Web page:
June 19, 2019

China Pours $218 Billion into the Economy as Growth Slows

China Pours $218 Billion into the Economy as Growth Slows


HONG KONG — With the Chinese economy beginning the new year on a decidedly downbeat note, Beijing’s leaders are offering to inject more than $200 billion into its financial system to show they are ready to help out.

The People’s Bank of China on Friday said it would cut the amount of cash that banks have to hold as reserves against bad times by a total of one percentage point. The move essentially frees up 1.5 trillion Chinese renminbi, or abut $218 billion, for an economy experiencing weaker factory output and consumer confidence and is contending with a trade war with the United States.

The cut is not unusual for China’s central bank, but it comes as the world watches keenly for how Beijing handles slowing growth. China’s economic problems have contributed to shaky global financial markets and could pinch the world’s growth. On Wednesday, underscoring the broad impact, Apple unexpectedly cut its sales forecast for its latest quarter, citing disappointing iPhone sales in China, once one of its most vibrant markets.

Chinese officials last month pledged to step up support of the economy, but the urgency has increased since then, said Mark Williams, chief Asia economist for Capital Economics, a research firm. Retails sales figures have dropped, auto sales are down, and China’s latest manufacturing data showed that factory activity in China shrank in December. While monthly data released on Friday showed improvement in China’s services sector, the overall picture has become more concerning.

“The consistently downbeat tone of the data released since then will only have underlined the strains the economy is facing,” said Mr. Williams.

Later this month, China will report economic growth figures for the last three months of 2018. While China’s headline growth figure is widely seen as unreliable, it dipped in the third quarter to 6.5 percent, marking the lowest level since the aftermath of the global financial crisis.

The central bank move on Friday appeared to be part of a coordinated effort to cheer the economy along. Earlier on Friday, Li Keqiang, the country’s premier, said China would move to shore up the economy through measures that included cutting bank reserve requirement ratios and lowering taxes.

The central bank said it would cut its reserve requirement ratio — a measure of how much cash from deposits that lenders need to keep — by half a percentage point on Jan. 15 and another half of a percentage point by Jan. 25.

The move will give banks more leeway to lend money, though analysts noted the net amount of money flowing into the system is roughly half the $218 billion headline figure, as the central bank shuts off other sources of funds. It also comes roughly a month before China’s Lunar New Year holiday, when Chinese households sometimes strain the monetary system by spending more and by giving cash as gifts.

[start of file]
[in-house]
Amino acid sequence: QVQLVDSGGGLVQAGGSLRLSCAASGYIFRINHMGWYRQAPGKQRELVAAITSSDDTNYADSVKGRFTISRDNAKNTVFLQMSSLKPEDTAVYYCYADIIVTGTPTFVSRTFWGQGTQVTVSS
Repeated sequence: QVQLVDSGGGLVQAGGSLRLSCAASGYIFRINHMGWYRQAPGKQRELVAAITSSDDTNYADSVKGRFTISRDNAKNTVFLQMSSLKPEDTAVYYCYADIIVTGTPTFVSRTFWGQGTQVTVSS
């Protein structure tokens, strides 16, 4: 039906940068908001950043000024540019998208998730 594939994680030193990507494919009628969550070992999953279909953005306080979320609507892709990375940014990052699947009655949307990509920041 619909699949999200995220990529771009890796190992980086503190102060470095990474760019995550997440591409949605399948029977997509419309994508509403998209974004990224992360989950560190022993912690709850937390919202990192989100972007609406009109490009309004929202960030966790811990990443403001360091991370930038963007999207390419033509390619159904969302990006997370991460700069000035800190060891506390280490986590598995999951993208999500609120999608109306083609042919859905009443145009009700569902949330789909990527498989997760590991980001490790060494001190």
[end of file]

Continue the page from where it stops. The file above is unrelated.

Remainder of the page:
China has traditionally used its state-controlled banking system to flood the economy with money when growth slows. Last year, China cut the reserve ratio four times. But economists, small businesses and many others say the mechanism shovels money into big, inefficient companies or into investment bubbles instead of toward the smaller entrepreneurs who need it more.

The cut “will be good for curbing the economic downturn and solving the financing difficulties of enterprises,” said Yu Yongding, an economist at the Chinese Academy of Social Sciences.

“But this is just one policy,” Mr. Yu added, saying it risks pouring money into real estate and the stock market, which would do little to solve the economy’s problems. “We need a lot of other policies to cooperate.”

For several weeks, economists and analysts have speculated that officials could move to push a hefty stimulus package that would give the flagging economy a shot in the arm. But such bold moves have become increasingly difficult for the Chinese government, which is still contending with a huge debt load accumulated over the past decade to spur growth.

Still, many analysts took the move as a sign that China’s leader would be proactive in heading off any worsening slump.

“The central bank has made it clear that this wasn’t ‘releasing the floodwaters’ by providing a huge stimulus comparable to that introduced in 2009, but it is clear that they are redoubling efforts to stabilize the economy and the currency,” Geoffrey Yu, the head of the British investment office of the Swiss Bank UBS, said in an email.

“This swift action supports our view that there won’t be a sharp deceleration in the Chinese economy this year and that fears of a major global slowdown are overdone,” added Mr. Yu.



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